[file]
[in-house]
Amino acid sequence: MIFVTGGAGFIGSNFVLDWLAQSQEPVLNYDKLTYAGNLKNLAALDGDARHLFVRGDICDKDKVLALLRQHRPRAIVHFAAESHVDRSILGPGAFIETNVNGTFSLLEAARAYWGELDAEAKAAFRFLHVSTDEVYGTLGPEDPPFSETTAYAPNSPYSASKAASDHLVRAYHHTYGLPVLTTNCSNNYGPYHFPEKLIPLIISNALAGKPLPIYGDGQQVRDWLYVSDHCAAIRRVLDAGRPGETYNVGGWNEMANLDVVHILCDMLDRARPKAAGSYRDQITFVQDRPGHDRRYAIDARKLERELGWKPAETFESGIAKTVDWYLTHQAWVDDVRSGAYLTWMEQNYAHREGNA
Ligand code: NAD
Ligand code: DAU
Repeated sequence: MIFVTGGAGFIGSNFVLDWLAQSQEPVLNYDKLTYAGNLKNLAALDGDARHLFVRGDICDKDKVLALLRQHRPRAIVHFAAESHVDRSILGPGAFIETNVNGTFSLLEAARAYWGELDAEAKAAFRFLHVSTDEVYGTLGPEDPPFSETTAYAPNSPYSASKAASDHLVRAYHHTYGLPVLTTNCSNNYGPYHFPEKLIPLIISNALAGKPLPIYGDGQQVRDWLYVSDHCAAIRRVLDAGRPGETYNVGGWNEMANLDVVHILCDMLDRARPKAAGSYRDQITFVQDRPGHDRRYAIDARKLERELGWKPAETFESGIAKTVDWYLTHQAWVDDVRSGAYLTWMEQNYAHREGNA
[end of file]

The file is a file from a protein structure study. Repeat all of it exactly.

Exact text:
[in-house]
Amino acid sequence: MIFVTGGAGFIGSNFVLDWLAQSQEPVLNYDKLTYAGNLKNLAALDGDARHLFVRGDICDKDKVLALLRQHRPRAIVHFAAESHVDRSILGPGAFIETNVNGTFSLLEAARAYWGELDAEAKAAFRFLHVSTDEVYGTLGPEDPPFSETTAYAPNSPYSASKAASDHLVRAYHHTYGLPVLTTNCSNNYGPYHFPEKLIPLIISNALAGKPLPIYGDGQQVRDWLYVSDHCAAIRRVLDAGRPGETYNVGGWNEMANLDVVHILCDMLDRARPKAAGSYRDQITFVQDRPGHDRRYAIDARKLERELGWKPAETFESGIAKTVDWYLTHQAWVDDVRSGAYLTWMEQNYAHREGNA
Ligand code: NAD
Ligand code: DAU
Repeated sequence: MIFVTGGAGFIGSNFVLDWLAQSQEPVLNYDKLTYAGNLKNLAALDGDARHLFVRGDICDKDKVLALLRQHRPRAIVHFAAESHVDRSILGPGAFIETNVNGTFSLLEAARAYWGELDAEAKAAFRFLHVSTDEVYGTLGPEDPPFSETTAYAPNSPYSASKAASDHLVRAYHHTYGLPVLTTNCSNNYGPYHFPEKLIPLIISNALAGKPLPIYGDGQQVRDWLYVSDHCAAIRRVLDAGRPGETYNVGGWNEMANLDVVHILCDMLDRARPKAAGSYRDQITFVQDRPGHDRRYAIDARKLERELGWKPAETFESGIAKTVDWYLTHQAWVDDVRSGAYLTWMEQNYAHREGNA